Barb Hroza is an Assistant Manager in the Hawthorne New Seasons meat department.

Barb Hroza is an Assistant Manager in the Hawthorne New Seasons meat department.

Clean the Grinder Between Species

Standing behind the meat counter at the Hawthorn New Seasons Meat Department counter, Barb Hroza’s head is just visible over one of the three scales that sits on the stainless steel top of the meat case. As she works, Hroza keeps a slouchy blue hat pushed back on her head just far enough that her oval face is lightly framed by her dark brown hair, which is pulled back in a low ponytail beneath the cap. Her body, wrapped in a white butcher’s smock and brown apron, and feet nearly disappear behind the thick glass of the case.

“Can I get a half pound of the Mild Italian Chicken Sausage in bulk?” a customer asks.

“Sure.”

Hroza places a sheet of wax paper in her hand and reaches into the case. Looking through her large, black-rimmed, rectangular glasses, she guides the white plastic scoop, which resembles a giant gelato spoon, into the ground mass of meat and spices, carefully weighs her selection in her hand, calculating, before she slides the meat onto the scale. “Beep, beep, beep, beep,” she enters the sausage’s price look-up code (PLU) into the keypad at the back of the scale, watching the digital green numbers closely. The scale reads 0.48 pounds. She sighs.

“Consistently two one hundredths, three one hundredths off,” she said, quickly catching herself and correcting for the tare, or weight of the wax paper, which must be subtracted from the total weight on the scale. The scale now read 0.47 pounds.

Shrugging off the imperfection, Hroza guides the meat off the scale and back into her hand.  In one fluid motion, she pulls the printed label out of the scale, sticks it to her sleeve and tears off a sheet of heavy butcher paper, waxy on one side, “New Seasons Market” printed on the other. She wraps the meat and slides the almost perfect half pound bundle across the counter to the customer.

Turning, she strides to the back right corner of the meat department and pushes through the tall black and grey rubber doors that slap against each other in his wake, moving in and out and in and out, getting quieter with each swing until they fall silent and settle together, still and slightly crooked, one top corner overlaying the other.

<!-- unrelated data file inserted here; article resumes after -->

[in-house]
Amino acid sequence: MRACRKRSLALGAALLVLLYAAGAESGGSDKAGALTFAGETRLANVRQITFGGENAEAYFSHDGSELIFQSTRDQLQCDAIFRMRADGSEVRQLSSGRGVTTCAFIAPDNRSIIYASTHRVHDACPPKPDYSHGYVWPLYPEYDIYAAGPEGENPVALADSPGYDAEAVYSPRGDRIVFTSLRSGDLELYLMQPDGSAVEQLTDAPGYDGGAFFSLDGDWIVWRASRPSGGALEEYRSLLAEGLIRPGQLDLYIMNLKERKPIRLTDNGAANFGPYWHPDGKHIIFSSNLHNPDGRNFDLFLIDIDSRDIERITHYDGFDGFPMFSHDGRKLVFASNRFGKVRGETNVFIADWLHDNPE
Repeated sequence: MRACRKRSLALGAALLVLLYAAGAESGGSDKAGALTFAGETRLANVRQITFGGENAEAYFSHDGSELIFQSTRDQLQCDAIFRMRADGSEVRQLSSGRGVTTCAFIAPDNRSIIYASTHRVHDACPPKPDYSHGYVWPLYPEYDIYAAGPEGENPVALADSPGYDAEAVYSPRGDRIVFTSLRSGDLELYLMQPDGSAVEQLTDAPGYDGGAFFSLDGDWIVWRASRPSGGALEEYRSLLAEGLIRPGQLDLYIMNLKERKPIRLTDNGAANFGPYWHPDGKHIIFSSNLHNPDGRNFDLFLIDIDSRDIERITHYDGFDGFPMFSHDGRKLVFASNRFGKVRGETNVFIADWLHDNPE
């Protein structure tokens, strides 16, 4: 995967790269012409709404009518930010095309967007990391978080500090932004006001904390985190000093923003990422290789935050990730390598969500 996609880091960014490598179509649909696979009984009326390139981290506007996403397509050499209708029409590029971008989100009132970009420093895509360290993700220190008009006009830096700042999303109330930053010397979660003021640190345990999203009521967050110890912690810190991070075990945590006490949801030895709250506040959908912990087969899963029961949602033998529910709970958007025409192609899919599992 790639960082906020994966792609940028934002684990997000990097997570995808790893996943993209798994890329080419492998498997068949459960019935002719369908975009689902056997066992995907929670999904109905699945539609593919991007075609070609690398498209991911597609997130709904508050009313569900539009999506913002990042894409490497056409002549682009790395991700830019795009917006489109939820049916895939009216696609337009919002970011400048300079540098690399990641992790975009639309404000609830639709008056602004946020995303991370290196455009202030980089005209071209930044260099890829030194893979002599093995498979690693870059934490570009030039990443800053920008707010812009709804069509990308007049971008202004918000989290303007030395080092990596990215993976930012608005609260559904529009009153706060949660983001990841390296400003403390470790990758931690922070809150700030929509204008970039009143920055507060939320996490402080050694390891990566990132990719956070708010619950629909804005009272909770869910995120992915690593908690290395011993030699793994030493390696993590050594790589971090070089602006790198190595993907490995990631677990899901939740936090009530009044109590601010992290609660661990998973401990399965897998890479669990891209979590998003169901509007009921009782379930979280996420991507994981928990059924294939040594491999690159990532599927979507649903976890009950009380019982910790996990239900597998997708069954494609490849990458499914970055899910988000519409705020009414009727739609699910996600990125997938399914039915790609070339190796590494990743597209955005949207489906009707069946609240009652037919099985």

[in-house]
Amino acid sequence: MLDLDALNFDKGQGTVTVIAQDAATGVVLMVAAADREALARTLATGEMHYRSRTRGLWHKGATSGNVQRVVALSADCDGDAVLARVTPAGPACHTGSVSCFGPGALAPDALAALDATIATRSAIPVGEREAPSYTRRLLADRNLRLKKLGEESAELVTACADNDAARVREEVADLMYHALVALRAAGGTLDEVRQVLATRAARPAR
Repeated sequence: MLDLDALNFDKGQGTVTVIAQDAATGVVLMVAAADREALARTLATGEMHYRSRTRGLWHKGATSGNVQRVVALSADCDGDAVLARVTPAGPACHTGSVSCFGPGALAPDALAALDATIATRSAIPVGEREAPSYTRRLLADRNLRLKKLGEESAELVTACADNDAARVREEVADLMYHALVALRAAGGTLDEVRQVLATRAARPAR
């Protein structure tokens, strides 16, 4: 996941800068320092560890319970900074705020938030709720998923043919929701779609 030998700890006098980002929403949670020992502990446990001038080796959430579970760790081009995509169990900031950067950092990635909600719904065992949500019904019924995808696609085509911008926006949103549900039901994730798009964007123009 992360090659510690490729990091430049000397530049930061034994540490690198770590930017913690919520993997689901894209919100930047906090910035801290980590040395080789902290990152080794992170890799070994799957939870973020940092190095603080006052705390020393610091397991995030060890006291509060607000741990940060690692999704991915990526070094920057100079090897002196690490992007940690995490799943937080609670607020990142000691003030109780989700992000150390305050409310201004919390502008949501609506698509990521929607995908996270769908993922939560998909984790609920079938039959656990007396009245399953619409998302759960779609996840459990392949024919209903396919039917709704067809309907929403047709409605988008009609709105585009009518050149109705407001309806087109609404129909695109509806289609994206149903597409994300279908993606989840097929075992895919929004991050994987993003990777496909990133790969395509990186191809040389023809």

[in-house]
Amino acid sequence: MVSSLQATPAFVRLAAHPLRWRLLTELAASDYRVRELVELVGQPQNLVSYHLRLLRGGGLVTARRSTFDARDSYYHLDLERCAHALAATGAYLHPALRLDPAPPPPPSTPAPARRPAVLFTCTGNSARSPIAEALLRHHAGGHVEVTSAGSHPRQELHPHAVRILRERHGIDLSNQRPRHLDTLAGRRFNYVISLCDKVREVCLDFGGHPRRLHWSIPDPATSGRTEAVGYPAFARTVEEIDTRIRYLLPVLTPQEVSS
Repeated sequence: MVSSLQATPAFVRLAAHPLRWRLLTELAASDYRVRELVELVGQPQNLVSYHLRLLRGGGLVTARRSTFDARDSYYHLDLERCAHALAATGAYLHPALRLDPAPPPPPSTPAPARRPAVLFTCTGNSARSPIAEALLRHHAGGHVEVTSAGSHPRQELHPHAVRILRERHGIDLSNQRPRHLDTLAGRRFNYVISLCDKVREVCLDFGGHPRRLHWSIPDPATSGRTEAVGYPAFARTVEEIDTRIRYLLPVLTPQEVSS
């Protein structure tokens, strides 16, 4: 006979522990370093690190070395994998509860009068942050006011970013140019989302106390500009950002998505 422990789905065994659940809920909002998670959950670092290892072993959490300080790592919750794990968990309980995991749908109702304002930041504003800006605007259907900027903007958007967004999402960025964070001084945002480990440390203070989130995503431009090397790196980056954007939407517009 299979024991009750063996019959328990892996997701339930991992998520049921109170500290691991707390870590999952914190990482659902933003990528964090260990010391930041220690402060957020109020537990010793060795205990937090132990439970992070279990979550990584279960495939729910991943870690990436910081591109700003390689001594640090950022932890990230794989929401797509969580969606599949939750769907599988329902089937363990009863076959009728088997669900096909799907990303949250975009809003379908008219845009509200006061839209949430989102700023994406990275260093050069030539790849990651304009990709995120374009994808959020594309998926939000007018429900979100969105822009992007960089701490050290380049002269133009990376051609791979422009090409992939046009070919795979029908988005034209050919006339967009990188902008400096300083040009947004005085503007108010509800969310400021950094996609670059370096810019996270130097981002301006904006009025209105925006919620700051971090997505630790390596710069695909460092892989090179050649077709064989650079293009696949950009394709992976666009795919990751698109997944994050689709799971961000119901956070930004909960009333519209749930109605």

Holding a plastic wrapped trough of chicken thighs like a small battering ram, she re-emerges, forcing the doors wide with the container. One door squeaks, plastic on plastic, as it hits the free-standing shelves behind it. With the precision of a practiced motion, Hroza places the container on the narrow steel shelf that juts out from the back of the meat case and peels off the plastic wrap. Sliding the glass door at the back of the case open, she slips the chicken, trough and all, into the rows of meat, neatly filling a rectangular hole. From either side of the chicken breasts extend ranks of similar displays of meat that tilt slightly downward toward the front of the case, displaying themselves for the customer. Chicken thighs, sausages, skewers and a veritable array of other cuts of meat are perfectly lined up behind the thick glass that slants like a giant car windshield over the displays. The meat is organized by type and cut, each individual kind displayed to highlight the one next to it: small round steaks are stacked perpendicular to longer marbled cuts of meat and the chopped-off ends of the five percent beef’s round rosettes point at the ceiling of the case like freshly shorn chia pet hair in direct discord with the more traditional waves of the 10 percent beef.

The meat case at the Hawthorne New Seasons

All of these choices are intentional.

“It is about contrast, about highlighting differences so it’s not just all a wash of red and pink,” Hroza said.